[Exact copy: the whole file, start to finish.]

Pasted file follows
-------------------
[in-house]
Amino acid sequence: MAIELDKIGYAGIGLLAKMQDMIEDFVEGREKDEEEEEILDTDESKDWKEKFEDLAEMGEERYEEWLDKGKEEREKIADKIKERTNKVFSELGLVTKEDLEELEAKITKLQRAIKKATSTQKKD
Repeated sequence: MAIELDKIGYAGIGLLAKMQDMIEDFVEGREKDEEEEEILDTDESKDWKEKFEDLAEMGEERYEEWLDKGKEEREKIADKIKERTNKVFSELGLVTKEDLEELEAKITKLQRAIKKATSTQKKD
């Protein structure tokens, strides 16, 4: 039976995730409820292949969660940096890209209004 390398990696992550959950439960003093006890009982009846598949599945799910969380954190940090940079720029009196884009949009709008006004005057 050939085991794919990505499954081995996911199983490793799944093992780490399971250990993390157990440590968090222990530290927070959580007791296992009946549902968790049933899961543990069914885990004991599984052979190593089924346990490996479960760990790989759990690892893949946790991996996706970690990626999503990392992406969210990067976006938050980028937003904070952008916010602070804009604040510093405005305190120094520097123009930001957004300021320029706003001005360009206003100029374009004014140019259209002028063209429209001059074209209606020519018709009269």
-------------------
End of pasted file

[in-house]
Amino acid sequence: MAIELDKIGYAGIGLLAKMQDMIEDFVEGREKDEEEEEILDTDESKDWKEKFEDLAEMGEERYEEWLDKGKEEREKIADKIKERTNKVFSELGLVTKEDLEELEAKITKLQRAIKKATSTQKKD
Repeated sequence: MAIELDKIGYAGIGLLAKMQDMIEDFVEGREKDEEEEEILDTDESKDWKEKFEDLAEMGEERYEEWLDKGKEEREKIADKIKERTNKVFSELGLVTKEDLEELEAKITKLQRAIKKATSTQKKD
């Protein structure tokens, strides 16, 4: 039976995730409820292949969660940096890209209004 390398990696992550959950439960003093006890009982009846598949599945799910969380954190940090940079720029009196884009949009709008006004005057 050939085991794919990505499954081995996911199983490793799944093992780490399971250990993390157990440590968090222990530290927070959580007791296992009946549902968790049933899961543990069914885990004991599984052979190593089924346990490996479960760990790989759990690892893949946790991996996706970690990626999503990392992406969210990067976006938050980028937003904070952008916010602070804009604040510093405005305190120094520097123009930001957004300021320029706003001005360009206003100029374009004014140019259209002028063209429209001059074209209606020519018709009269």